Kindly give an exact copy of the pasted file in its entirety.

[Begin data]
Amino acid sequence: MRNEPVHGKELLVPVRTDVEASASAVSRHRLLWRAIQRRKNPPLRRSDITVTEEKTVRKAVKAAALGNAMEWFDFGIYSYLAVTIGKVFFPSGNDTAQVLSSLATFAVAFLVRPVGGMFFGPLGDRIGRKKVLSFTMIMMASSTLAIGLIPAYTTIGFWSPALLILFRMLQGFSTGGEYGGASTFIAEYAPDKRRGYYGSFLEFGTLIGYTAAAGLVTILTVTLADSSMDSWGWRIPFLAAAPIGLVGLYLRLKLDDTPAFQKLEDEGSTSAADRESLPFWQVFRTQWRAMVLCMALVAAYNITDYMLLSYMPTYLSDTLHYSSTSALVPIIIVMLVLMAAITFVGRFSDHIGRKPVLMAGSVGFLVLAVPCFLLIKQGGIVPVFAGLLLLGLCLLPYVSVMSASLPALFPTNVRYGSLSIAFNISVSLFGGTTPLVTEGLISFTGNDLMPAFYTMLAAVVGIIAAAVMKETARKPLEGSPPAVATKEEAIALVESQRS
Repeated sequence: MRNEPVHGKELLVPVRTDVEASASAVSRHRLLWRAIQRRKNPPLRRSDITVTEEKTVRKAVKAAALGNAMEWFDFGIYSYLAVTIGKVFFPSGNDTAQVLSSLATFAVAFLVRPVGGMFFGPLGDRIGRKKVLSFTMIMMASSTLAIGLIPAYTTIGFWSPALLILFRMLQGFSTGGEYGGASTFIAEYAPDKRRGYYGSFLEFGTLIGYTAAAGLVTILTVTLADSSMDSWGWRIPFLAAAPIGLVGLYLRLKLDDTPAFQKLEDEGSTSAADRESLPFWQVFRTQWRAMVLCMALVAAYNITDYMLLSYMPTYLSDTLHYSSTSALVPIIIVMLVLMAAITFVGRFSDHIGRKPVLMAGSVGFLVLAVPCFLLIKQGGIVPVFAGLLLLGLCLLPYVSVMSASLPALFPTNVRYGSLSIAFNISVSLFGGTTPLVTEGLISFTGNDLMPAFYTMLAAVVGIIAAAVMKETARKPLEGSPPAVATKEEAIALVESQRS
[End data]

Amino acid sequence: MRNEPVHGKELLVPVRTDVEASASAVSRHRLLWRAIQRRKNPPLRRSDITVTEEKTVRKAVKAAALGNAMEWFDFGIYSYLAVTIGKVFFPSGNDTAQVLSSLATFAVAFLVRPVGGMFFGPLGDRIGRKKVLSFTMIMMASSTLAIGLIPAYTTIGFWSPALLILFRMLQGFSTGGEYGGASTFIAEYAPDKRRGYYGSFLEFGTLIGYTAAAGLVTILTVTLADSSMDSWGWRIPFLAAAPIGLVGLYLRLKLDDTPAFQKLEDEGSTSAADRESLPFWQVFRTQWRAMVLCMALVAAYNITDYMLLSYMPTYLSDTLHYSSTSALVPIIIVMLVLMAAITFVGRFSDHIGRKPVLMAGSVGFLVLAVPCFLLIKQGGIVPVFAGLLLLGLCLLPYVSVMSASLPALFPTNVRYGSLSIAFNISVSLFGGTTPLVTEGLISFTGNDLMPAFYTMLAAVVGIIAAAVMKETARKPLEGSPPAVATKEEAIALVESQRS
Repeated sequence: MRNEPVHGKELLVPVRTDVEASASAVSRHRLLWRAIQRRKNPPLRRSDITVTEEKTVRKAVKAAALGNAMEWFDFGIYSYLAVTIGKVFFPSGNDTAQVLSSLATFAVAFLVRPVGGMFFGPLGDRIGRKKVLSFTMIMMASSTLAIGLIPAYTTIGFWSPALLILFRMLQGFSTGGEYGGASTFIAEYAPDKRRGYYGSFLEFGTLIGYTAAAGLVTILTVTLADSSMDSWGWRIPFLAAAPIGLVGLYLRLKLDDTPAFQKLEDEGSTSAADRESLPFWQVFRTQWRAMVLCMALVAAYNITDYMLLSYMPTYLSDTLHYSSTSALVPIIIVMLVLMAAITFVGRFSDHIGRKPVLMAGSVGFLVLAVPCFLLIKQGGIVPVFAGLLLLGLCLLPYVSVMSASLPALFPTNVRYGSLSIAFNISVSLFGGTTPLVTEGLISFTGNDLMPAFYTMLAAVVGIIAAAVMKETARKPLEGSPPAVATKEEAIALVESQRS